Legion of Honor, San Francisco, through Sept. 17
Sarah Lucas: Good Muse
“A battle of the gaze is on at the Legion of Honor Museum,” said Charlotte Jansen in Wallpaper.com. In one corner: Auguste Rodin, the legendary French artist whose sensuous studies of the female form mark a high point in Western sculptural technique. In the other: Sarah Lucas, a 55-year-old Brit who came of age alongside fellow 1980s iconoclasts Damien Hirst and Tracey Emin and is best known for her lumpy, ribald assemblages of stuffed pantyhose. It can be startling to see a timeless Rodin bronze beside works like Lucas’ Titti Doris, a bouquet of breast-like appendages attached to two jointless legs. But Lucas isn’t just throwing spitballs at a 19th-century master. Her work draws attention to a barely veiled erotic undercurrent in Rodin’s nudes and recasts the female muse as “a more complicated, gritty, and disenchanted crea- ture” than her male admirers might typically acknowledge.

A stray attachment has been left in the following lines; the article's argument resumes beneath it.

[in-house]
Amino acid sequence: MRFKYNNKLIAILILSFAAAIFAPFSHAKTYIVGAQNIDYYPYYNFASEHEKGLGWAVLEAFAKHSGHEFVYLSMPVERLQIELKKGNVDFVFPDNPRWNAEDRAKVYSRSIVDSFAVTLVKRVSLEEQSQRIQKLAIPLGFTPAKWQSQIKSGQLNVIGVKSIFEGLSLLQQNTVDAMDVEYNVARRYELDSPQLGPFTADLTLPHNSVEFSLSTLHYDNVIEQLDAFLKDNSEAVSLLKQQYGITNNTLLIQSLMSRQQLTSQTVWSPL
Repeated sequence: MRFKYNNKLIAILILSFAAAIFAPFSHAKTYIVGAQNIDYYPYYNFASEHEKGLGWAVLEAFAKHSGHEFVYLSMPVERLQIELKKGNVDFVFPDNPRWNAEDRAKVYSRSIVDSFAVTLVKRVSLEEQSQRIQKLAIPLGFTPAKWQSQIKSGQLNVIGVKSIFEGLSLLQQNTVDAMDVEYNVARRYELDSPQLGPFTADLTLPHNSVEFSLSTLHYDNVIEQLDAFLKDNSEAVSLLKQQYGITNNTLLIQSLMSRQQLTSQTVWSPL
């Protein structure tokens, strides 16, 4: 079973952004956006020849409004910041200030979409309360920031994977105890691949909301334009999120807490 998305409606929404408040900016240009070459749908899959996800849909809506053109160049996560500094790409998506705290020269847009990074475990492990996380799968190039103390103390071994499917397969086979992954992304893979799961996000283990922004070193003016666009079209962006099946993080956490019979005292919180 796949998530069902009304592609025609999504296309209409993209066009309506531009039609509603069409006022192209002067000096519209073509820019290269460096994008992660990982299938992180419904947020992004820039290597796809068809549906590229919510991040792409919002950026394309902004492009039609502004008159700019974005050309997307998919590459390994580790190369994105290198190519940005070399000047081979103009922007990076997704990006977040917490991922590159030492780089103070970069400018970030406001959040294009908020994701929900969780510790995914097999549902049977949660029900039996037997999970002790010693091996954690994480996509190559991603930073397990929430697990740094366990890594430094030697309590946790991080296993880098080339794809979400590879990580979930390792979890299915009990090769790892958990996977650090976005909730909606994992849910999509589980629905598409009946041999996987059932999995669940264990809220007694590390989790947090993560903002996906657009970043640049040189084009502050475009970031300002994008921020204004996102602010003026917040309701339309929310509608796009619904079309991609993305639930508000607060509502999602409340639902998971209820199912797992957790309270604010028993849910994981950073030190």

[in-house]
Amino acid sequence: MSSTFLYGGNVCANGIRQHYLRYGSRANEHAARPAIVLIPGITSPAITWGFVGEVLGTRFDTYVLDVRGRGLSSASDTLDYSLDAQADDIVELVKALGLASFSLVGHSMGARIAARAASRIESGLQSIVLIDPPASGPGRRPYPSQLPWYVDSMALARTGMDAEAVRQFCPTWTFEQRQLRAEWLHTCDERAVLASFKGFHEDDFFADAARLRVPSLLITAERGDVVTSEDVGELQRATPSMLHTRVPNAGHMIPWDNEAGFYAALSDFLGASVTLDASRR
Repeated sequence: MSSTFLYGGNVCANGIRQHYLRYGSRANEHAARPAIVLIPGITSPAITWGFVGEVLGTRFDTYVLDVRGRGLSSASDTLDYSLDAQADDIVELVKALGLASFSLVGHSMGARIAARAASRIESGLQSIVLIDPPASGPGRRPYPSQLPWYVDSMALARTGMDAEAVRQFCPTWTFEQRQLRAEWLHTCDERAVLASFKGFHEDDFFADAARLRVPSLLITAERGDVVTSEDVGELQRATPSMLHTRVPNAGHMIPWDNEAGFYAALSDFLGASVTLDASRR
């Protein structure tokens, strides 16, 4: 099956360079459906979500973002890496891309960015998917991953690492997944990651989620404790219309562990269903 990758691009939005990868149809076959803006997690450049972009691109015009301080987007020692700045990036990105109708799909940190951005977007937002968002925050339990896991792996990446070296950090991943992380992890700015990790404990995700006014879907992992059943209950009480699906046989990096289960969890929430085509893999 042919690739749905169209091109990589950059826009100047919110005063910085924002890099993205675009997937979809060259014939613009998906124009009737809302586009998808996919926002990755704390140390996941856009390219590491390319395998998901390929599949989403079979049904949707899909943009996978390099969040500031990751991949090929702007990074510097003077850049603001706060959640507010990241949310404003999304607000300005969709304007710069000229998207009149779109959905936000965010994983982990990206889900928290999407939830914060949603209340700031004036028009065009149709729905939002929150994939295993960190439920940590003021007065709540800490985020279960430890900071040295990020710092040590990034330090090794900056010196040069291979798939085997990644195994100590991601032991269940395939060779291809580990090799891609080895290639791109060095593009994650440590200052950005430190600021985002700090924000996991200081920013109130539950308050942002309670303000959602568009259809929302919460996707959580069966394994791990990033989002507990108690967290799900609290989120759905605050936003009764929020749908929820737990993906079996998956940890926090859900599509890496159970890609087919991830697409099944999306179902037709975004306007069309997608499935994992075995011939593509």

A show like this risks relying too much on gimmickry, said Sarah Burke in KQED.org. But here the pairing of old and new “doesn’t feel cheap,” because you sense that the curator is sincere in trying to spark dialogue and because Lucas’ work is so playful. In one gallery, a handful of Rodin’s idealized bronze figures share space with Lucas’ Floppy Toilets, each perched on a mini refrigerator. The translucent, slumping commodes “look like Jell-O molds left out in the sun too long” and evoke the folds of the flabby stomachs most people actually live with. Rodin isn’t the only target, of course; “it’s as if Lucas is punking all of Western art-historical discourse.” My one complaint about the exhibition is that her soft, loose, often primitivist work has such “a potent bodily presence” that it’s “hard to look away.” The Rodins, in comparison, didn’t stand a chance. ■